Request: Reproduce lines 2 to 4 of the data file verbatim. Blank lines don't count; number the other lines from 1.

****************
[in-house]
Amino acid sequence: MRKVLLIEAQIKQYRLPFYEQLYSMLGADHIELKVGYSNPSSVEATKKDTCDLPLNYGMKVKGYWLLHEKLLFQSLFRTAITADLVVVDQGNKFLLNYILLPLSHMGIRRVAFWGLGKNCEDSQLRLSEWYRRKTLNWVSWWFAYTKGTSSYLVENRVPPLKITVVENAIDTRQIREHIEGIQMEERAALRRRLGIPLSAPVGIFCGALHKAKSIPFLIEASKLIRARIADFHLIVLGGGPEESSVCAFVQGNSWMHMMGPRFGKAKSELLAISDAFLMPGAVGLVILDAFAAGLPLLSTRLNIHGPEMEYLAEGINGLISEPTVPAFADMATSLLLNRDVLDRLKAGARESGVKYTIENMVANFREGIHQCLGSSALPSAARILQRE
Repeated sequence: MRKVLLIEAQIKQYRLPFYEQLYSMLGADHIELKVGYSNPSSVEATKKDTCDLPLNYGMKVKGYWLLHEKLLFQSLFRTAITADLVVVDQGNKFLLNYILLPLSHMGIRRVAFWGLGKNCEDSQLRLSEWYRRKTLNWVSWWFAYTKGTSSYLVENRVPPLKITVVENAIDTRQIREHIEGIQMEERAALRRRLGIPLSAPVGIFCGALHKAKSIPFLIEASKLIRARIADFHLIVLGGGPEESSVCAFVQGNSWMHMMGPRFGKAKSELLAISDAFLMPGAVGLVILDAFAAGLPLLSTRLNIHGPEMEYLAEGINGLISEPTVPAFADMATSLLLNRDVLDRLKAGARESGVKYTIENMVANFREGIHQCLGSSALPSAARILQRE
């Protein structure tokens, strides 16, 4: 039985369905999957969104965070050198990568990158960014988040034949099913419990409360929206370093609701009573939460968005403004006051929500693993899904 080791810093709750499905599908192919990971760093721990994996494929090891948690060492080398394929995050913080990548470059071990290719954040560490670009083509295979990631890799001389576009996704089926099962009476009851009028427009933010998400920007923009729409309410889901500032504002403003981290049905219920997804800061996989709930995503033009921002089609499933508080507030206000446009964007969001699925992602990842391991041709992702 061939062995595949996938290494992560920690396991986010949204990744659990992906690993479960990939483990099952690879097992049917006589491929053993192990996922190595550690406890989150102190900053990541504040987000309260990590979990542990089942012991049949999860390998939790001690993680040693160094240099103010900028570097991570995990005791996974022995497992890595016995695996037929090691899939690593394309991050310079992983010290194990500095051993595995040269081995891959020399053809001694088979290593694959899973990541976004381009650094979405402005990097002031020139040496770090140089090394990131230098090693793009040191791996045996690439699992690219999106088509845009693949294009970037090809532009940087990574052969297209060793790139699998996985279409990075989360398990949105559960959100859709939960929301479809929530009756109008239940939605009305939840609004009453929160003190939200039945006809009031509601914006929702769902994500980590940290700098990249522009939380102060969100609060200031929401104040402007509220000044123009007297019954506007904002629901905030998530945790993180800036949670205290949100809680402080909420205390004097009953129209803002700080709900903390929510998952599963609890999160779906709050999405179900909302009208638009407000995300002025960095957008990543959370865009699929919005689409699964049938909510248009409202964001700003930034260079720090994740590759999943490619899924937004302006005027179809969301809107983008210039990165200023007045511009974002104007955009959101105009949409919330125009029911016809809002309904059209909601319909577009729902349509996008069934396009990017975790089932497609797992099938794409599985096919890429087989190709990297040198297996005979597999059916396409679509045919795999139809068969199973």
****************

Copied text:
Amino acid sequence: MRKVLLIEAQIKQYRLPFYEQLYSMLGADHIELKVGYSNPSSVEATKKDTCDLPLNYGMKVKGYWLLHEKLLFQSLFRTAITADLVVVDQGNKFLLNYILLPLSHMGIRRVAFWGLGKNCEDSQLRLSEWYRRKTLNWVSWWFAYTKGTSSYLVENRVPPLKITVVENAIDTRQIREHIEGIQMEERAALRRRLGIPLSAPVGIFCGALHKAKSIPFLIEASKLIRARIADFHLIVLGGGPEESSVCAFVQGNSWMHMMGPRFGKAKSELLAISDAFLMPGAVGLVILDAFAAGLPLLSTRLNIHGPEMEYLAEGINGLISEPTVPAFADMATSLLLNRDVLDRLKAGARESGVKYTIENMVANFREGIHQCLGSSALPSAARILQRE
Repeated sequence: MRKVLLIEAQIKQYRLPFYEQLYSMLGADHIELKVGYSNPSSVEATKKDTCDLPLNYGMKVKGYWLLHEKLLFQSLFRTAITADLVVVDQGNKFLLNYILLPLSHMGIRRVAFWGLGKNCEDSQLRLSEWYRRKTLNWVSWWFAYTKGTSSYLVENRVPPLKITVVENAIDTRQIREHIEGIQMEERAALRRRLGIPLSAPVGIFCGALHKAKSIPFLIEASKLIRARIADFHLIVLGGGPEESSVCAFVQGNSWMHMMGPRFGKAKSELLAISDAFLMPGAVGLVILDAFAAGLPLLSTRLNIHGPEMEYLAEGINGLISEPTVPAFADMATSLLLNRDVLDRLKAGARESGVKYTIENMVANFREGIHQCLGSSALPSAARILQRE
């Protein structure tokens, strides 16, 4: 039985369905999957969104965070050198990568990158960014988040034949099913419990409360929206370093609701009573939460968005403004006051929500693993899904 080791810093709750499905599908192919990971760093721990994996494929090891948690060492080398394929995050913080990548470059071990290719954040560490670009083509295979990631890799001389576009996704089926099962009476009851009028427009933010998400920007923009729409309410889901500032504002403003981290049905219920997804800061996989709930995503033009921002089609499933508080507030206000446009964007969001699925992602990842391991041709992702 061939062995595949996938290494992560920690396991986010949204990744659990992906690993479960990939483990099952690879097992049917006589491929053993192990996922190595550690406890989150102190900053990541504040987000309260990590979990542990089942012991049949999860390998939790001690993680040693160094240099103010900028570097991570995990005791996974022995497992890595016995695996037929090691899939690593394309991050310079992983010290194990500095051993595995040269081995891959020399053809001694088979290593694959899973990541976004381009650094979405402005990097002031020139040496770090140089090394990131230098090693793009040191791996045996690439699992690219999106088509845009693949294009970037090809532009940087990574052969297209060793790139699998996985279409990075989360398990949105559960959100859709939960929301479809929530009756109008239940939605009305939840609004009453929160003190939200039945006809009031509601914006929702769902994500980590940290700098990249522009939380102060969100609060200031929401104040402007509220000044123009007297019954506007904002629901905030998530945790993180800036949670205290949100809680402080909420205390004097009953129209803002700080709900903390929510998952599963609890999160779906709050999405179900909302009208638009407000995300002025960095957008990543959370865009699929919005689409699964049938909510248009409202964001700003930034260079720090994740590759999943490619899924937004302006005027179809969301809107983008210039990165200023007045511009974002104007955009959101105009949409919330125009029911016809809002309904059209909601319909577009729902349509996008069934396009990017975790089932497609797992099938794409599985096919890429087989190709990297040198297996005979597999059916396409679509045919795999139809068969199973």